A Piece of Advice

Calvin’s dad was an asshole, well at least that is how Calvin had always thought of him.  Calvin didn’t have a lot of evidence to support this opinion, but to be fair that was the biggest support of this opinion.  His father, almost never was around.  He had abandoned Calvin’s mother mere weeks before Calvin was born, he showed up a few years later, mostly to fight with Calvin’s mom and to ignore Calvin.  This was something that would happen every sixteen to twenty-four months.  Calvin’s dad would show up at the door, would need a place to stay for a few nights and fight with Calvin’s Mom.  Worse was Calvin would have to give up his room and move into the scary old basement of the house, on to an old futon, the cushion beaten totally flat.

Calvin would hear the doorbell and see the tall man with his thick beard and dark hair, his dark demon like eyes and large hands, and instantly start cleaning his favourite stuff out of his room in a huff.  His father didn’t offer him much when he came, not a gift for missed birthdays or a promise to take him to a ball game, shit the guy couldn’t even be bothered to play catch in the yard.  They would sit down for dinner and his father might bestow him some of his horse shit advice.

“Boy, don’t eat yellow snow.  A father has to offer practical advice.”  was his favourite one, as if this offering would lead Calvin to success.  Calvin didn’t even know what his dad did for a living.  He must have worked with his hands, they were always dirty and dry.  Often covered in small cuts, his skin always a dark tanned colour.  His voice was gruff, mostly from the fact the bastard smoked a pack a day.  That was another set of fatherly advice Calvin remembered. “I smoke the full strength green death cigarettes, because if something is worth doing it is worth doing right, don’t ever do something the pussy way.” He would spend his time drinking beers and laughing at his own wit, which to Calvin was actually severely lacking.

As Calvin grew older he learned to hate the man more and more.  When he was a teenager he would mix the normal teenage angst with the hatred of his father.  He despised the kids with normal families who loved their fathers and had good relationships.  But he saved his vitriol for when the old man showed up.  He told his father off when he showed up.  The prick would tell him “Son, if you want a shot at the belt have at her, but you should make the first one a good one because it might be the last shot you get.”  Calvin didn’t want to fight him. He wanted his father to show him some care and concern but he never would.  Calvin craved the love of a father, the love he saw at his friends’ houses.  He wanted a father who took him to bonding experiences and got mad at him when he skipped school, but instead he had this asshat.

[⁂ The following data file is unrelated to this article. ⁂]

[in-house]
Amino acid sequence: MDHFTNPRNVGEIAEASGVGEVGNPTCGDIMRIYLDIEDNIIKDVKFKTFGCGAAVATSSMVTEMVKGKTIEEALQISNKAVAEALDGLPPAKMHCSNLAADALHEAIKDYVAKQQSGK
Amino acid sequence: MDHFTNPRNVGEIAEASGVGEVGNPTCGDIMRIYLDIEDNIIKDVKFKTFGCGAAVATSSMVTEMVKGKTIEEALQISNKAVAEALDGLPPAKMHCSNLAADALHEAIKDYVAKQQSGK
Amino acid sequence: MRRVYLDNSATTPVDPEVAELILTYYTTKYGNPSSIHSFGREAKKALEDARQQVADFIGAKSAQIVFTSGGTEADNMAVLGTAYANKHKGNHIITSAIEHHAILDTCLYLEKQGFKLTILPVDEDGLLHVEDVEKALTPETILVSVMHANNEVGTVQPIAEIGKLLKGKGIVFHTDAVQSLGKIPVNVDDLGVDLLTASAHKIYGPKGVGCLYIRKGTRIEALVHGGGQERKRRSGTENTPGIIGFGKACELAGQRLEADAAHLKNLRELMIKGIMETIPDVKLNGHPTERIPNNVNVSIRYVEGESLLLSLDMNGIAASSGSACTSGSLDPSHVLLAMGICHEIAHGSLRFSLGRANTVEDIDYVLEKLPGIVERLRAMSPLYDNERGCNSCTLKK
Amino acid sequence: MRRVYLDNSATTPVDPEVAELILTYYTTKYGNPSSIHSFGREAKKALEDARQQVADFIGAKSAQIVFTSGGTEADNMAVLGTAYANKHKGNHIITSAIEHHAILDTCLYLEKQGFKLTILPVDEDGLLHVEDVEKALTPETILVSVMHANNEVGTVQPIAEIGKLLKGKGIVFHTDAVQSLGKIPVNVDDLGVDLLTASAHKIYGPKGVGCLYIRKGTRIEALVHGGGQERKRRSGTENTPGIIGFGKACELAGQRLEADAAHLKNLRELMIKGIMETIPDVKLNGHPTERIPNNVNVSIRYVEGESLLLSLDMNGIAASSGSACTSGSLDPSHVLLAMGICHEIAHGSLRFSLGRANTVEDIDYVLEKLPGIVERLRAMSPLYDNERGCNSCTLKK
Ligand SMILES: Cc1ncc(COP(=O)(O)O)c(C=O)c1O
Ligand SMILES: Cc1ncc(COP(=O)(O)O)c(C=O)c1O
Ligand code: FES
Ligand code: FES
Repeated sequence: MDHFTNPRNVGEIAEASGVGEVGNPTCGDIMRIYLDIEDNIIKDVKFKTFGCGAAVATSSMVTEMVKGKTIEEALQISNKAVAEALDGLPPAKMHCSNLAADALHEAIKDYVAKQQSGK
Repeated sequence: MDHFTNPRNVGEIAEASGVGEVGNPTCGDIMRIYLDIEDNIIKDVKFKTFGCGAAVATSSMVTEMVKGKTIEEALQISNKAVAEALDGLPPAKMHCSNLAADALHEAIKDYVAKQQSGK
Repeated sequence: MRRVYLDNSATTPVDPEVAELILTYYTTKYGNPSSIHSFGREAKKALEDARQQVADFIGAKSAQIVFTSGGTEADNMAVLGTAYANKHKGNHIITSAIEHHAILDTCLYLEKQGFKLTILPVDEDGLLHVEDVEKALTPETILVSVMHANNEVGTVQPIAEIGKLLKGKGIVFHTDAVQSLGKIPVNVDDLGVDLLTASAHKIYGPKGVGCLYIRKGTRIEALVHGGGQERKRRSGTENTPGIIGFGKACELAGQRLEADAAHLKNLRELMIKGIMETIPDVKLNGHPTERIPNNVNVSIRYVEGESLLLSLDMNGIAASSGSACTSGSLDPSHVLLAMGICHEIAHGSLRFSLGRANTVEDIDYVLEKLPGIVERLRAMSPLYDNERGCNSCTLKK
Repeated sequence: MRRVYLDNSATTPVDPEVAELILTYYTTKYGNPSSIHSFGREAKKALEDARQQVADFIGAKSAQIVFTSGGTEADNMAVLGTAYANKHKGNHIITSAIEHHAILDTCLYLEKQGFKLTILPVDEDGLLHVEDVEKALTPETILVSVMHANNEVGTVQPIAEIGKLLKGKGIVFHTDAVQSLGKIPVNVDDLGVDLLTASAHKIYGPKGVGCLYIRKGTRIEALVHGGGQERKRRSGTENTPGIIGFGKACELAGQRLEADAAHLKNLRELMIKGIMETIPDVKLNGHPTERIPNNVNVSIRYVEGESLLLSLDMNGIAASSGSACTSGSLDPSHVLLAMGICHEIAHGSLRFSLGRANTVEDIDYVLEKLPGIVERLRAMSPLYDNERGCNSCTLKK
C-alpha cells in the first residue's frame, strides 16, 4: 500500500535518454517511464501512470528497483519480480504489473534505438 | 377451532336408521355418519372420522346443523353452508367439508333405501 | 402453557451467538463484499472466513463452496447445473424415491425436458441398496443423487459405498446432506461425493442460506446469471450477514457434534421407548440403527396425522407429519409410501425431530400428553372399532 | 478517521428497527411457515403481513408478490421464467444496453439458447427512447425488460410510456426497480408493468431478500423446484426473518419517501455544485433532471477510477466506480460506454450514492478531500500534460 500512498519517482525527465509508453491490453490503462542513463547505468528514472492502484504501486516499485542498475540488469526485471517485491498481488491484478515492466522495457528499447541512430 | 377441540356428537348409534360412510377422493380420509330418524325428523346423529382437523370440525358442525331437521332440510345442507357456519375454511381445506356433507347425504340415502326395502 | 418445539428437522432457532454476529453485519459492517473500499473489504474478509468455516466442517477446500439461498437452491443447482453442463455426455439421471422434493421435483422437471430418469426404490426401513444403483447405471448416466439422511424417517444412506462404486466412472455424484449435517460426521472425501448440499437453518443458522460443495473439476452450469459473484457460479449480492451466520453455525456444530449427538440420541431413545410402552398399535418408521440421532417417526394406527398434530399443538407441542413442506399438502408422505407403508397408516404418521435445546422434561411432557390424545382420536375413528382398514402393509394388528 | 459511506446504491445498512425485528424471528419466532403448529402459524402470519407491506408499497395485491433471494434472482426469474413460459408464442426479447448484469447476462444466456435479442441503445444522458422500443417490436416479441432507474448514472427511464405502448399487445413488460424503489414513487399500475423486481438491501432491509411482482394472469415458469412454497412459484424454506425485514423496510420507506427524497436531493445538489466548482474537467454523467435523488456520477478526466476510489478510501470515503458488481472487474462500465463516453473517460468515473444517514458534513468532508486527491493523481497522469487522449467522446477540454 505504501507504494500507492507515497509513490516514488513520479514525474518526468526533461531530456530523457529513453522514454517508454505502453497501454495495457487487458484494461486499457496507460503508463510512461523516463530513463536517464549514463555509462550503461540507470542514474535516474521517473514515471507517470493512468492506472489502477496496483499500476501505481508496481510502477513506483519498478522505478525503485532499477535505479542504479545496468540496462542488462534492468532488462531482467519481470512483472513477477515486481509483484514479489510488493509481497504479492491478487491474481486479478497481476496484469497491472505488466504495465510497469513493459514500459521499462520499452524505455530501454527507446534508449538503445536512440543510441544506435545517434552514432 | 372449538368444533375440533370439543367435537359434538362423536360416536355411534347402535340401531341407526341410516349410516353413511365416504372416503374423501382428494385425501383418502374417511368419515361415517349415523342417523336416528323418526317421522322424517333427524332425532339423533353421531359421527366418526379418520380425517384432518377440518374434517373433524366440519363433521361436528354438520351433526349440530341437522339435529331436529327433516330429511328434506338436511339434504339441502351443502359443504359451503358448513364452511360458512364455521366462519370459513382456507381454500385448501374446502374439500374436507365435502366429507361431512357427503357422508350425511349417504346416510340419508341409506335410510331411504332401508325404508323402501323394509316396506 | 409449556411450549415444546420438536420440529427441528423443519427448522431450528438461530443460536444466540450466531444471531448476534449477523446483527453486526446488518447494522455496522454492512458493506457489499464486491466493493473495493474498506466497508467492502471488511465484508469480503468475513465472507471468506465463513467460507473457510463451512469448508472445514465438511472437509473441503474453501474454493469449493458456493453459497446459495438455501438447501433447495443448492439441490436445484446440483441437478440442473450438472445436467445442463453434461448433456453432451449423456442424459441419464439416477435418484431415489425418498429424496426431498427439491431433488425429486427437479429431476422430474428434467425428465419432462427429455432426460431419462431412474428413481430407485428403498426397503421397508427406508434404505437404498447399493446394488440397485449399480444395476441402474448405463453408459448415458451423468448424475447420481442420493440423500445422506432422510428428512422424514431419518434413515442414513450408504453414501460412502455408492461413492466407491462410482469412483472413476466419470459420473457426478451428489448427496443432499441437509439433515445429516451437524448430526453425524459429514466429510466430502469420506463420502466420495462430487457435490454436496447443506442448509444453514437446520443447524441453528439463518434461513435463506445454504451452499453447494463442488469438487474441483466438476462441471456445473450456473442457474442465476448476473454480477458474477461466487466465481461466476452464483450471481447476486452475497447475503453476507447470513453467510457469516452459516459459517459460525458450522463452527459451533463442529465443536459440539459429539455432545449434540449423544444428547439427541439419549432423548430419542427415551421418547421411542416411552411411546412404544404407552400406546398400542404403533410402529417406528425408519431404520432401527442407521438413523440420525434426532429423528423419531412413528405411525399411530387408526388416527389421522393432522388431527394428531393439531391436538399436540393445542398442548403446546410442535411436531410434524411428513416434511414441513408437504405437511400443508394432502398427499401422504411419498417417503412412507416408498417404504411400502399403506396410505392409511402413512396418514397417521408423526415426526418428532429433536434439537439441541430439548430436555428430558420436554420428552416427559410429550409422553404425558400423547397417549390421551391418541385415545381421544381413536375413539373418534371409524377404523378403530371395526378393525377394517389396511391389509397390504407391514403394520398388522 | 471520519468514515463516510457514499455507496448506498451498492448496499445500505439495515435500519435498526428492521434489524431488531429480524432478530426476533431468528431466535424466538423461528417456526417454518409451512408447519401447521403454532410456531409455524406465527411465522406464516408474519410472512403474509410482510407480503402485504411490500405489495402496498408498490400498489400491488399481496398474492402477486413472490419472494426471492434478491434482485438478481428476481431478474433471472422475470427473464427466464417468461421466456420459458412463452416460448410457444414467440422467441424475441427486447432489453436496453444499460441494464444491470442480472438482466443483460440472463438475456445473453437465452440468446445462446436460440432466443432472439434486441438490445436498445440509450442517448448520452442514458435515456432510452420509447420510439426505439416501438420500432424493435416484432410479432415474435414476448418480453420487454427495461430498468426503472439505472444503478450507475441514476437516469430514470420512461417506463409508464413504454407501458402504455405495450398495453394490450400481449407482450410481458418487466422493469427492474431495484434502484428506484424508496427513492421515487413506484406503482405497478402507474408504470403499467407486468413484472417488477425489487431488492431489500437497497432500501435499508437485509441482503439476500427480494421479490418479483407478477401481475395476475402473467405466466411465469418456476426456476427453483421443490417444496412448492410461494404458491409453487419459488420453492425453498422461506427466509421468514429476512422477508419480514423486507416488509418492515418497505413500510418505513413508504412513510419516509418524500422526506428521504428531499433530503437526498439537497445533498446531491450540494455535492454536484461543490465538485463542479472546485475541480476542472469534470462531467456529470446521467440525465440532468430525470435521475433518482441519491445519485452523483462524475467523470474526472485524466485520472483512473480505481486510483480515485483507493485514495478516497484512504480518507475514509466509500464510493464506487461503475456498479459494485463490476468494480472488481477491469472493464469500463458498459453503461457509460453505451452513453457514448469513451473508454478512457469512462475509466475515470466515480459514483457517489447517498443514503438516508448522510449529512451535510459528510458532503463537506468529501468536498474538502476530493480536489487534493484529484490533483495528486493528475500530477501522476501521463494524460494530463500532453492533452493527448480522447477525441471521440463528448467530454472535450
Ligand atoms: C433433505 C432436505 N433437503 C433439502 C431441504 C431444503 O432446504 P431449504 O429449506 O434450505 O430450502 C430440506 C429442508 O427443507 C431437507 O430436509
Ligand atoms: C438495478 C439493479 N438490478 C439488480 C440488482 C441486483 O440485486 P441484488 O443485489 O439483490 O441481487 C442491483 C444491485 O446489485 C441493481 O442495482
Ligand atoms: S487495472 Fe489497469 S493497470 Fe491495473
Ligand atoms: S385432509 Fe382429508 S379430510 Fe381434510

Calvin sat on the hard wooden bench alongside his mother, chaffing in his shirt and tie.  He looked around the sparsely populated room and chuckled realizing it was a reflection of how few people actually liked his father.  But still he couldn’t help himself, the tears welled inside him and the odd one squeaked out and slowly ran down his face.  He quickly wiped them away, inconspicuously, as to not let anyone know, even his mother.  He thought about all that crappy advice his dad had imparted on him, nothing useful.  Statements like “Son put a beanie on that weenie or you will be stuck paying child support like me.”  Or “Beer before liquor never been sicker, liquor before beer you’re in the clear.” Actually that last one had come in use a couple of times.  Calvin’s shoulders shrugged with his half chuckle, half sob at this little piece of advice.  The old man in front of Calvin leaned back and looked at Calvin sadly, he didn’t know what to say but he handed Calvin an envelope with Calvin’s name on it.  It was the shithead’s father, Calvin’s grandfather although they had never met.

Calvin flipped open the envelope and read the hand written letter.


I know I was the world’s shittiest father, and I know you don’t think much of me.  To be honest you got shafted, I wasn’t meant to be a father and handled it poorly.  So I waited unti now to try to apologize, and I don’t blame you for not coming to visit.  Here is the deal, I know your memory of me is all these stupid little sayings I left you with because I didn’t know how to talk to you. And I am going to have this cancer take me before I ever get to make it up to you.  But the truth is that is ok, I probably never was going to be a good father.  I leave you with one last piece of bad dad advice, knowing I always wanted to love you like the other Dads did but was too much of a coward to do it.

You can live till your’e 100 hundred, but only if you give up all the things that make living worth while.

Live life to its fullest and be a better man than me.


Your Shitty Dad